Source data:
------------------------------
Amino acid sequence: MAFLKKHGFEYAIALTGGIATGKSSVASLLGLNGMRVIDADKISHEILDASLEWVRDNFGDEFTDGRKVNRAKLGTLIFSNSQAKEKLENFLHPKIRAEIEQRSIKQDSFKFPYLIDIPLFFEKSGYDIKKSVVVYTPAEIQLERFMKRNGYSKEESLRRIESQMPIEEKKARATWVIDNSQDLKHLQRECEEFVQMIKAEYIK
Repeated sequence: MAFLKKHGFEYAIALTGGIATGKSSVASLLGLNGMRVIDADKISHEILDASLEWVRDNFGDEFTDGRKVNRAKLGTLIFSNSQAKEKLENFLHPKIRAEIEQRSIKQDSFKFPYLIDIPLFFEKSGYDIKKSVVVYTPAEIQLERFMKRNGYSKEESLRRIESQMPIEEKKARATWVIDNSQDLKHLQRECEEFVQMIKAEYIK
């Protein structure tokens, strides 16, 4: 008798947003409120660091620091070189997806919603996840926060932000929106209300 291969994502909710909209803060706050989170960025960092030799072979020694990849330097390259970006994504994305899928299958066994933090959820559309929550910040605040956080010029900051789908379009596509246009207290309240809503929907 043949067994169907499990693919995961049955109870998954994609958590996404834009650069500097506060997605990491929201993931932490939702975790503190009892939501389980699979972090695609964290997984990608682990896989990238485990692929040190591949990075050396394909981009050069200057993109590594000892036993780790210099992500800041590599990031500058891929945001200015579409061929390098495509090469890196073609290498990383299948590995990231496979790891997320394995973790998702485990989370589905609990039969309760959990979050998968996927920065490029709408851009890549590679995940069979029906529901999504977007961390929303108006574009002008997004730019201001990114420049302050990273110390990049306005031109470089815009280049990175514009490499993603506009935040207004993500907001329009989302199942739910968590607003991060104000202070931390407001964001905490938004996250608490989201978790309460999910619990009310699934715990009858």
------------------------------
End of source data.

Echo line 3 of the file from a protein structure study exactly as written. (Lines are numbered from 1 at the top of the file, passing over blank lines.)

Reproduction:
């Protein structure tokens, strides 16, 4: 008798947003409120660091620091070189997806919603996840926060932000929106209300 291969994502909710909209803060706050989170960025960092030799072979020694990849330097390259970006994504994305899928299958066994933090959820559309929550910040605040956080010029900051789908379009596509246009207290309240809503929907 043949067994169907499990693919995961049955109870998954994609958590996404834009650069500097506060997605990491929201993931932490939702975790503190009892939501389980699979972090695609964290997984990608682990896989990238485990692929040190591949990075050396394909981009050069200057993109590594000892036993780790210099992500800041590599990031500058891929945001200015579409061929390098495509090469890196073609290498990383299948590995990231496979790891997320394995973790998702485990989370589905609990039969309760959990979050998968996927920065490029709408851009890549590679995940069979029906529901999504977007961390929303108006574009002008997004730019201001990114420049302050990273110390990049306005031109470089815009280049990175514009490499993603506009935040207004993500907001329009989302199942739910968590607003991060104000202070931390407001964001905490938004996250608490989201978790309460999910619990009310699934715990009858």